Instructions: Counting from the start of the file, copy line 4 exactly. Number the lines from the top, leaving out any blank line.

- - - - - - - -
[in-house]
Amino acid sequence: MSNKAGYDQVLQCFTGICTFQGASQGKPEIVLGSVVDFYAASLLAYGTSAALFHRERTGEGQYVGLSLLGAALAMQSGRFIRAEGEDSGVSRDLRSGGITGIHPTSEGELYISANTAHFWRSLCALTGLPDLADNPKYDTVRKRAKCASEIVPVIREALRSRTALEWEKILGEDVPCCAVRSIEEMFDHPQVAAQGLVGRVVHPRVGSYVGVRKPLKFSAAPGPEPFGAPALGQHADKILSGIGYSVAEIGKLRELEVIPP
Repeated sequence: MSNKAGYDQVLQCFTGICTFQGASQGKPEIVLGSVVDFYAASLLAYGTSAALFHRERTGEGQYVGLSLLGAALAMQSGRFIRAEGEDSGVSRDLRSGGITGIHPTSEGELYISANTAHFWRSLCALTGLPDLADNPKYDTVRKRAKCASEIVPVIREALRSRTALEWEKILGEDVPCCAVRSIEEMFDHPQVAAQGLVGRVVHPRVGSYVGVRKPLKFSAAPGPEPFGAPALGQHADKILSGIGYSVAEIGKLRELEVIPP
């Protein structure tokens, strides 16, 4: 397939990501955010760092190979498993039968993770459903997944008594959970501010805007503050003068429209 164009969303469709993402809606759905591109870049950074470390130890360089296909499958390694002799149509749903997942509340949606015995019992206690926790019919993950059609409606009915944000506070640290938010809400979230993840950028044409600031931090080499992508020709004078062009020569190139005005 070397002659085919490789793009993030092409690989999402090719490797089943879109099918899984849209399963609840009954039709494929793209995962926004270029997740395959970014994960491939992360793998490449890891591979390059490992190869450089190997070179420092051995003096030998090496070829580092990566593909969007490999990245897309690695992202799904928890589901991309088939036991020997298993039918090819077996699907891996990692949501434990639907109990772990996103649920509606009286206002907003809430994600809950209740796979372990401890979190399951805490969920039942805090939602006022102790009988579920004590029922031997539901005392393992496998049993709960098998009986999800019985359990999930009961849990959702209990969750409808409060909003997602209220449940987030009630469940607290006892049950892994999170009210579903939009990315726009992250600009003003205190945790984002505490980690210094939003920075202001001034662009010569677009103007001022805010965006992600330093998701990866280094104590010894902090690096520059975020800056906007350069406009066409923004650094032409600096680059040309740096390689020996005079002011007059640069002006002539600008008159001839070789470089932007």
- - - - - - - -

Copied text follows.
């Protein structure tokens, strides 16, 4: 397939990501955010760092190979498993039968993770459903997944008594959970501010805007503050003068429209 164009969303469709993402809606759905591109870049950074470390130890360089296909499958390694002799149509749903997942509340949606015995019992206690926790019919993950059609409606009915944000506070640290938010809400979230993840950028044409600031931090080499992508020709004078062009020569190139005005 070397002659085919490789793009993030092409690989999402090719490797089943879109099918899984849209399963609840009954039709494929793209995962926004270029997740395959970014994960491939992360793998490449890891591979390059490992190869450089190997070179420092051995003096030998090496070829580092990566593909969007490999990245897309690695992202799904928890589901991309088939036991020997298993039918090819077996699907891996990692949501434990639907109990772990996103649920509606009286206002907003809430994600809950209740796979372990401890979190399951805490969920039942805090939602006022102790009988579920004590029922031997539901005392393992496998049993709960098998009986999800019985359990999930009961849990959702209990969750409808409060909003997602209220449940987030009630469940607290006892049950892994999170009210579903939009990315726009992250600009003003205190945790984002505490980690210094939003920075202001001034662009010569677009103007001022805010965006992600330093998701990866280094104590010894902090690096520059975020800056906007350069406009066409923004650094032409600096680059040309740096390689020996005079002011007059640069002006002539600008008159001839070789470089932007």